European markets close higher amid earnings; Commerzbank slips 1.5%; Pandora tanks 24%

  • The pan-European Stoxx 600 closed 0.6 percent higher, while the French CAC and U.K. FTSE were both near to 1 percent above the flat line.
  • Standard Life Aberdeen's stock was boosted by the early start of a share buyback program.
  • Shares of Danish jewelry maker Pandora slumped to the bottom of the European benchmark after it slashed its guidance for 2018.

European stocks closed higher Tuesday afternoon as investors monitored global trade tensions and the latest batch of corporate earnings.

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The pan-European Stoxx 600 closed 0.6 percent higher with all major bourses and most sectors in positive territory.

The French CAC and U.K. FTSE were both near to 1 percent above the flat line. Meanwhile, the basic resources sector as a whole rallied to close roughly 2 percent higher.

Europe's autos stocks were also among the top performers, ending the session 1 percent higher thanks to earnings news. The sector had been trading up by an even greater margin earlier in the day. German auto supplier Schaeffler reported a rise in first-half net profit and increased its 2018 revenue guidance for its industrial division. Shares of Schaeffler pushed higher during Tuesday's trade to close 8.3 percent higher, topping the Stoxx 600.

U.K.-based Standard Life Aberdeen also had a strong day; the insurer and asset manager's shares closed up 4.8 percent. Though the firm's first-half pre-tax profit fell 12 percent, the early start of a share buyback program boosted its stock.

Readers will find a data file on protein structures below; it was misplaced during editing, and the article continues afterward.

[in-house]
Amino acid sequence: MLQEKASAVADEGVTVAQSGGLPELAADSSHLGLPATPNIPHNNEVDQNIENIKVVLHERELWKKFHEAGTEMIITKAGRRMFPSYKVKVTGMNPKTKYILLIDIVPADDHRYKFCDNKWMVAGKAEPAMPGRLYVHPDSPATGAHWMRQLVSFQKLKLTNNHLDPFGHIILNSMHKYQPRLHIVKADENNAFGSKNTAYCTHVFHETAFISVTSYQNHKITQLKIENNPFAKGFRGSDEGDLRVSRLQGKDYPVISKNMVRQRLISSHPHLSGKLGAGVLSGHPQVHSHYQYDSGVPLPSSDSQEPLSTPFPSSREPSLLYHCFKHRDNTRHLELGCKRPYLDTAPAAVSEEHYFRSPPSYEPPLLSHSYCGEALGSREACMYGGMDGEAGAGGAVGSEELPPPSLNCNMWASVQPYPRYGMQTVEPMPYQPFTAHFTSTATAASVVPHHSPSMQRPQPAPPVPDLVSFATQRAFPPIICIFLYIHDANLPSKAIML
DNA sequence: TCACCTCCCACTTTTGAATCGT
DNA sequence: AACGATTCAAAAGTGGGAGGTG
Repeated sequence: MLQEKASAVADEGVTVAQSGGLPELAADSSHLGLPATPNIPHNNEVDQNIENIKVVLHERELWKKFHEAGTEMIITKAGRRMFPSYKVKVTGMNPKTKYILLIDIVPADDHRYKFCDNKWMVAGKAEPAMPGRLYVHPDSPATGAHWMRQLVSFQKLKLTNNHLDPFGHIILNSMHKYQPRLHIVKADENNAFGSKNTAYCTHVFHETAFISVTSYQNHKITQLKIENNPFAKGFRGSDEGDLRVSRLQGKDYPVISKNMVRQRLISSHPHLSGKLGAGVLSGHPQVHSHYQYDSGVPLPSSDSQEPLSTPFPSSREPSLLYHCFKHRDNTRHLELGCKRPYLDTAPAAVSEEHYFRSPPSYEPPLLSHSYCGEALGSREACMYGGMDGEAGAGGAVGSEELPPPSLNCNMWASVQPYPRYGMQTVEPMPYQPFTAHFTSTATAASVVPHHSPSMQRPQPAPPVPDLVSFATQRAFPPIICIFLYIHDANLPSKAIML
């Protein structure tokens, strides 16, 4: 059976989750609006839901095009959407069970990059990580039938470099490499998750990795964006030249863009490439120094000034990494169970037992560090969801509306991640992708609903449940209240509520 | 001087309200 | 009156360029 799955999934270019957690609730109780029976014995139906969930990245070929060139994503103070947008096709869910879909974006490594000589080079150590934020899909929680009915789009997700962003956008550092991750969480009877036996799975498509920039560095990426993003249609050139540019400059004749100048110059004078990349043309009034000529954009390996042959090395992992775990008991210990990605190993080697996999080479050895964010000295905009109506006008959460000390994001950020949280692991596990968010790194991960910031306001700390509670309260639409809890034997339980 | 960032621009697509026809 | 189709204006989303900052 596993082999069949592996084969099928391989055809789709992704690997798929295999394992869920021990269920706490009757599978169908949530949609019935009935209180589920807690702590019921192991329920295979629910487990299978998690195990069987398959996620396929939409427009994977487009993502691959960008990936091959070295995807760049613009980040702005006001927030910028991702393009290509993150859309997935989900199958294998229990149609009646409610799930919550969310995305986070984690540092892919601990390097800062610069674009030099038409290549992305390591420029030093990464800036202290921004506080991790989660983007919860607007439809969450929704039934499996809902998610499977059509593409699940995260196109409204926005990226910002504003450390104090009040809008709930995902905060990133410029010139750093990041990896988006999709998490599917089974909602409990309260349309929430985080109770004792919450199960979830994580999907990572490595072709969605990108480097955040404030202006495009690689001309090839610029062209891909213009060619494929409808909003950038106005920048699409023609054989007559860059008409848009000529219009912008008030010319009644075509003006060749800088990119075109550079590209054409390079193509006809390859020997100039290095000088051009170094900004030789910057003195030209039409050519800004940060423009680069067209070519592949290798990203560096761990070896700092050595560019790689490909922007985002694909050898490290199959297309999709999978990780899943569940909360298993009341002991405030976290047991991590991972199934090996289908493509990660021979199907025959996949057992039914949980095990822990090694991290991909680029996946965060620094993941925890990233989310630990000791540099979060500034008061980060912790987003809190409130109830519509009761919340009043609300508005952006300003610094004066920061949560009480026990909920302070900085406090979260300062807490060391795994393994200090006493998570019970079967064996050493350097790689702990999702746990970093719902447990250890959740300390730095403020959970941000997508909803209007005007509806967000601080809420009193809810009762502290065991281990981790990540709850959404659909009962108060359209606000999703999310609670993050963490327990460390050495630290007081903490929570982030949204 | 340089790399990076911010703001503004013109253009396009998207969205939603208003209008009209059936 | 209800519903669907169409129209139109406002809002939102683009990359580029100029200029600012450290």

At the other end of the spectrum, Europe's technology sector closed 0.3 percent lower, dragged down by French IT services provider Atos. Its stock ended trade over 10 percent lower.

Meanwhile, Commerzbank posted stronger-than-anticipated net profit in the second quarter on Tuesday. But the lender warned of higher costs to its corporate clients this year amid "intense competition." It was the poorest performing bank in the sector, with shares ending the session 1.5 percent below the flat line.

Shares of Danish jewelry maker Pandora slumped to the bottom of the European benchmark after it slashed its guidance for 2018. The company now expects revenue to increase between 4 and 7 percent in local currency this year, having previously expected between 7 and 10 percent. Pandora's latest profit warning comes just a few months after the firm revised its mid-term targets. Shares of the Copenhagen-listed stock tanked to close 24 percent down at the end of the day.

S&P 500 edges towards record high

In the U.S., stocks rose as the S&P 500 moved closer to a record high set earlier this year, boosted by strong corporate earnings that offset worries around global trade.

The S&P 500 rose 0.4 percent to 2,860.37 with energy and financials outperforming. The Dow Jones Industrial Average gained 150 points as Caterpillar climbed more than 1 percent. The Nasdaq Composite advanced 0.3 percent as Facebook, Netflix and Alphabet all rose at least 1 percent.

Trade tension continues to loom over markets. China Daily, the official newspaper controlled by Beijing, said on Tuesday that President Donald Trump's claim to winning the ongoing trade war between the two due to a fall in Chinese stocks was "wishful thinking." China's two largest bourses, the Shanghai composite and the Shenzhen composite, have lost a quarter of their value since the start of the year.

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